The Texas Transfer on Death Deed
John S. Stevenson, III, Esq.
© Musgrove Law Firm, P.C. 2015
Beginning September 1, 2015, the probate process in Texas became further simplified by the addition of the “Transfer on Death Deed” (“TOD“) as an estate planning tool. Much like a beneficiary designation on an insurance policy or a “POD” election for a bank account, the TOD allows a grantor to name a primary and contingent beneficiary to inherit real property upon his or her death. Once the TOD is recorded in the real property records of the county in which the property is located, no probate is needed to transfer the real property. As the transfer of real property is one of the primary functions of probate, this enactment is a significant development for both Texas estate planners and real property owners.
When is the Transfer on Death Deed Beneficial?
The TOD can be especially beneficial in situations where spouses are co-owners of real property in the State of Texas. Before September 1, 2015, when one spouse died, the majority of his or her estate could often be transferred outside of probate because the surviving spouse had been named as a POD beneficiary on bank accounts, retirement accounts and insurance policies, which are referred to as non-probate assets under the Texas Estates Code. However, because most spouses owned Texas real property as joint tenants without a right of survivorship (the default property ownership designation in Texas), the surviving spouse would have to (i) place the property in a Texas land trust or limited liability company; (ii) probate the property as a muniment of title; or (iii) file an affidavit of heirship and a warranty deed in the deed records of the county in which the real property was located in order to transfer and clear title on the property.
After September 1, 2015, spouses that co-own property can now name the spouse that is likely to survive the other spouse as the primary beneficiary on the TOD, with the spouse that is more likely to predecease the other spouse as a contingent beneficiary, thus allowing the surviving spouse and other beneficiaries to avoid the probate process on the first spouse to die (assuming that spouse’s estate consists of tangible personal property, community-owned non-probate assets and Texas real property).
Because the TOD is a relatively new estate planning device in Texas, people interested in creating an effective estate plan will most likely have questions regarding its efficacy and implementation, which will be addressed as follows:
Yes. Texas law also allows you to name an alternate beneficiary. This is a flexible and highly recommended feature of the TOD.
No. The TOD is not effective until the grantor dies. If you co-own the real property with your spouse, both you and your spouse will need to co-sign any mortgage encumbering the property or any documents relating to the sale of the property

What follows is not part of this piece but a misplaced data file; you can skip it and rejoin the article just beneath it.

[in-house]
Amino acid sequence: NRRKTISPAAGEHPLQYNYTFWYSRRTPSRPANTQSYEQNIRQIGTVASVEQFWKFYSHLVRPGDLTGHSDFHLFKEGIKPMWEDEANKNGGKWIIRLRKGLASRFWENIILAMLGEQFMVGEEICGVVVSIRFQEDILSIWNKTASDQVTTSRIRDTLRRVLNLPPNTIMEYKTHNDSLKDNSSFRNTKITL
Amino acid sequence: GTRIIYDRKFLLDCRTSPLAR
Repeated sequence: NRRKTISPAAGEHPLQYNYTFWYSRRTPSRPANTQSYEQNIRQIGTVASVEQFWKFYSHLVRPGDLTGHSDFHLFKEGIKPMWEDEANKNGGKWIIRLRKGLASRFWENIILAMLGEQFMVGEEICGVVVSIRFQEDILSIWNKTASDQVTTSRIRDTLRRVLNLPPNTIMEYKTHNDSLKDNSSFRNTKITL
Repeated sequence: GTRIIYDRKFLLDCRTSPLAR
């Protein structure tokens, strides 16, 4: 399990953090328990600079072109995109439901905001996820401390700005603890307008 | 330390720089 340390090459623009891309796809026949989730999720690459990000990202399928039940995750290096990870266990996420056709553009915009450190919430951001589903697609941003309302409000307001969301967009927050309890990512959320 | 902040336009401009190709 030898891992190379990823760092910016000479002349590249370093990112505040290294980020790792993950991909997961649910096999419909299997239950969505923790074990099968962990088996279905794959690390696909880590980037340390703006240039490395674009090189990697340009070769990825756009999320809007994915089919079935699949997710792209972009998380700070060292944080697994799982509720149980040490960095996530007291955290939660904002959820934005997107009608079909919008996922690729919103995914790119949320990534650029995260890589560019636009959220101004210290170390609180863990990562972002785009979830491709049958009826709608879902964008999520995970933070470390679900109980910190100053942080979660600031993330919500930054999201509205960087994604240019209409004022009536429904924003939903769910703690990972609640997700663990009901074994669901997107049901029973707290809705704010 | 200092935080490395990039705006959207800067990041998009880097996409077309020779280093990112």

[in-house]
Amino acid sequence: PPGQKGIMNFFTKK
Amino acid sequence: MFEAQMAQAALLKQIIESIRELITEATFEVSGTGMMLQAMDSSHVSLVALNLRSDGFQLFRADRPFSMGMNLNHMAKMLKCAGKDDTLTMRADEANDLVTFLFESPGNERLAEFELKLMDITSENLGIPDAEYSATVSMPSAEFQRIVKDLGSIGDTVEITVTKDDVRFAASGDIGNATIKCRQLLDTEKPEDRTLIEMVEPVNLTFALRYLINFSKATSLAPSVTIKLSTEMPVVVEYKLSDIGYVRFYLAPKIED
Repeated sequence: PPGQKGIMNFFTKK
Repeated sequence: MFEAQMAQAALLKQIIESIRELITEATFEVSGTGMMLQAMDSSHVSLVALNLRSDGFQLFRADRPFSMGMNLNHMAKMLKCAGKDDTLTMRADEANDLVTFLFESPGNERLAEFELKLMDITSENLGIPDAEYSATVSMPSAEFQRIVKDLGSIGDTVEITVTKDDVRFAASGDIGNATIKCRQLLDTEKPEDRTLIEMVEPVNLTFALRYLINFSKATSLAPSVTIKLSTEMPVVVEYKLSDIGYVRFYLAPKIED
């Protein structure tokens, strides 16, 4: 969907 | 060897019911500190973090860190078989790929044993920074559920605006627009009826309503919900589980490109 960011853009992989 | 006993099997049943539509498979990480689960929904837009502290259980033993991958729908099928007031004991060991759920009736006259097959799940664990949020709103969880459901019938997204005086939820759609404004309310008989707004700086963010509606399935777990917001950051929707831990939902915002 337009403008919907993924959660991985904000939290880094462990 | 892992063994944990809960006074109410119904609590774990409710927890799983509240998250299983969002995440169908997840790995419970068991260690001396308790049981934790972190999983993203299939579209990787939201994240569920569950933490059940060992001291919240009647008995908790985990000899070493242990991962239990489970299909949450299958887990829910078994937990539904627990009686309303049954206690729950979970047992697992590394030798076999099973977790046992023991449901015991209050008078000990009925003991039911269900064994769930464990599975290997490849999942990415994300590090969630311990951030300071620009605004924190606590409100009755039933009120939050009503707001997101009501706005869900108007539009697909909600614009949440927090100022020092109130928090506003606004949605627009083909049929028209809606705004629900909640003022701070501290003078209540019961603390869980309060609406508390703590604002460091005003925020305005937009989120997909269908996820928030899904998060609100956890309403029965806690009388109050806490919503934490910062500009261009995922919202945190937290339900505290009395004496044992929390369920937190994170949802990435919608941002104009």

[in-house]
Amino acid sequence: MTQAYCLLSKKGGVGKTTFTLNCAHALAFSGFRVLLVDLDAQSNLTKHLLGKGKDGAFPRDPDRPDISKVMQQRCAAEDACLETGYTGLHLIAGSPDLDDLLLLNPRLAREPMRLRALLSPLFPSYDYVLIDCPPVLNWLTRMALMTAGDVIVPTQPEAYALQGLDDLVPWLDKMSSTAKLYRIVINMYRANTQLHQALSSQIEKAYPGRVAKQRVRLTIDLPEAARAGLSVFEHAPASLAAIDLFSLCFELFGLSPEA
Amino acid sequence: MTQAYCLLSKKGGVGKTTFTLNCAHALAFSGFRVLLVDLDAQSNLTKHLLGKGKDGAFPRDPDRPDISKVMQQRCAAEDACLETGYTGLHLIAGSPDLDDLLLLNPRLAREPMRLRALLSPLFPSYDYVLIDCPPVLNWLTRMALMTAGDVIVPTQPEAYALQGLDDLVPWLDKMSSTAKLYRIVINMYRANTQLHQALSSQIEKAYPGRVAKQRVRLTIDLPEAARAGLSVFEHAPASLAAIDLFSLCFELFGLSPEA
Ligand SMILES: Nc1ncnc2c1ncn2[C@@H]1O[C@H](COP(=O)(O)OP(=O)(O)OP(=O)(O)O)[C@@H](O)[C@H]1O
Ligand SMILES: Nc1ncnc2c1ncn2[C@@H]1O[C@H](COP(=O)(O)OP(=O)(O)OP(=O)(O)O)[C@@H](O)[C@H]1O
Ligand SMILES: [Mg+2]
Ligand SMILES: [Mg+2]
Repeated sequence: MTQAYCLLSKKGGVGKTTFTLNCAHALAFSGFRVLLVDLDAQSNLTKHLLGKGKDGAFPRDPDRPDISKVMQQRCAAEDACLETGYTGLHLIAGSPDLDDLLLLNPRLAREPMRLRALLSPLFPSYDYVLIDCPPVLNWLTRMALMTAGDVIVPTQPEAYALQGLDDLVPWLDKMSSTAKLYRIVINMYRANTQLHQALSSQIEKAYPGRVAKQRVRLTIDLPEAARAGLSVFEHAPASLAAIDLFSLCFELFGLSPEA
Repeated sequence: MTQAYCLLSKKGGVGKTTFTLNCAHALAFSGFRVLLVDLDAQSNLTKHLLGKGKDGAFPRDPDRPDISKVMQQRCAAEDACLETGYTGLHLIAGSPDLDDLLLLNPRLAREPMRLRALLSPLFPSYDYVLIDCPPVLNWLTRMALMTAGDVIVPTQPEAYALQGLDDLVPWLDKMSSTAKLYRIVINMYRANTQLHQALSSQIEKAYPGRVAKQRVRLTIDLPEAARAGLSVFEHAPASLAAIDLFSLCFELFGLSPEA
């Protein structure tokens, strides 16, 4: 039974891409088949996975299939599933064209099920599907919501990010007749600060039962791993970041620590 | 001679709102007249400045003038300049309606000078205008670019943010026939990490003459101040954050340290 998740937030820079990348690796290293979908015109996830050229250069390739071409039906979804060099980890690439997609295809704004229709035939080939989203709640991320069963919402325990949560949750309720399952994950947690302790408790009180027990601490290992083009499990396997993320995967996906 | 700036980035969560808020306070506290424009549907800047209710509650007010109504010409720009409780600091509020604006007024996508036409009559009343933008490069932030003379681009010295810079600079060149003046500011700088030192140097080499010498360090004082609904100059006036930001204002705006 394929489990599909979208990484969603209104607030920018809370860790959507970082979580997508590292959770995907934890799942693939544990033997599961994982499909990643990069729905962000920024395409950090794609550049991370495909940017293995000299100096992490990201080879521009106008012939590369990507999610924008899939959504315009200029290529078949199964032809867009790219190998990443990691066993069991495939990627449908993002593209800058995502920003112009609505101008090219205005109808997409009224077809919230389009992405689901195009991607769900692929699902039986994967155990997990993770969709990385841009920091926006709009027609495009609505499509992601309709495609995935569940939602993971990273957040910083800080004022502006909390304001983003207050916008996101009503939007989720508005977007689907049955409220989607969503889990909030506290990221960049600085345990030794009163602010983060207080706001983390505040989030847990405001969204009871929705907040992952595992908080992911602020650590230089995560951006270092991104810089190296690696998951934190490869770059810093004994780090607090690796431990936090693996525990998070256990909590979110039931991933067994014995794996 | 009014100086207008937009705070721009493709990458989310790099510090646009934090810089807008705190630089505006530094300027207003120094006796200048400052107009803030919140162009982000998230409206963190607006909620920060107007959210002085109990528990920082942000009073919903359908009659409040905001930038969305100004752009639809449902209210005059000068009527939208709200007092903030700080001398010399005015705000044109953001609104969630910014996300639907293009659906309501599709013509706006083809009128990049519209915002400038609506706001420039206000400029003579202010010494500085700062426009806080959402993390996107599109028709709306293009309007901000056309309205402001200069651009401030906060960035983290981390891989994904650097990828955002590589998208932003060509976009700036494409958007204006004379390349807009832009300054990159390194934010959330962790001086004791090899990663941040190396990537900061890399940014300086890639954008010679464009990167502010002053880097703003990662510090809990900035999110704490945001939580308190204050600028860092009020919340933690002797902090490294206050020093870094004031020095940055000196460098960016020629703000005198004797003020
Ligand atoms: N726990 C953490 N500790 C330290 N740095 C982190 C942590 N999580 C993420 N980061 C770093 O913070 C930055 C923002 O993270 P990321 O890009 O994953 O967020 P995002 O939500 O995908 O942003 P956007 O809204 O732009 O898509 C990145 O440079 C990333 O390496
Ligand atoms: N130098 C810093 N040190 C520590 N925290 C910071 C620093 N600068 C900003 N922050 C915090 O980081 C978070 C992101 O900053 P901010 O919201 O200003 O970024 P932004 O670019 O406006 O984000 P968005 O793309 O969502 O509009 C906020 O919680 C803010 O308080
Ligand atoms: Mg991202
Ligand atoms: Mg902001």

Yes. Having a Texas will, preferably electing an independent administration, is essential to controlling the disposition of real and personal property and avoiding a costly and time-consuming probate administration. Even if your estate consists of non-probate assets and you have a valid TOD in place, a will is needed as a “catch-all” tool that costs very little to implement – why take the risk? If your will and your TOD are inconsistent, the TOD controls who owns your real property after your death. Note that this applies to wills executed before or after the TOD.
No. All valid liens, mortgages and judgments, as well as claims of other creditors, may be applied against the real property. Mortgages, liens and notes follow the property and will be the responsibility of the new owner after the death of the grantor.
Yes, but only if you believe the mortgage will be paid off at your death. Otherwise, the filing of the TOD in the real property records could trigger the due-on-sale clause in the mortgage, causing the mortgage lender to require the named TOD beneficiary to pay off the entire mortgage or default on payments.
Property transferred by TOD will receive the same treatment as real property passing through probate; although it will avoid probate, it will be included in the grantor’s estate for federal tax purposes. For most estates, there should be no federal estate tax consequences, due to the unified credit amount for 2015 (currently $5.43 million per person). Additionally, the beneficiary named in the TOD should get the “stepped-up basis” (date of death value) in the real property, a significant advantage for income tax purposes if the TOD beneficiary desires to sell the inherited real property.
Yes. A TOD can be revoked by recording a new TOD, or upon the recording of a “Cancellation of Transfer of Death Deed.” Additionally, a divorce decree will invalidate the deed as to a spouse beneficiary and a TOD is revoked when all of the interest in the real property is sold. A TOD can be a simple, effective estate planning tool to transfer Texas real property at your death. However, it should not serve as a substitute for a valid Texas will or trust. Because the TOD is relatively new and can produce unintended consequences, it is highly recommended that you talk to an experienced estate planning attorney if you are thinking of transferring your Texas real property through a TOD.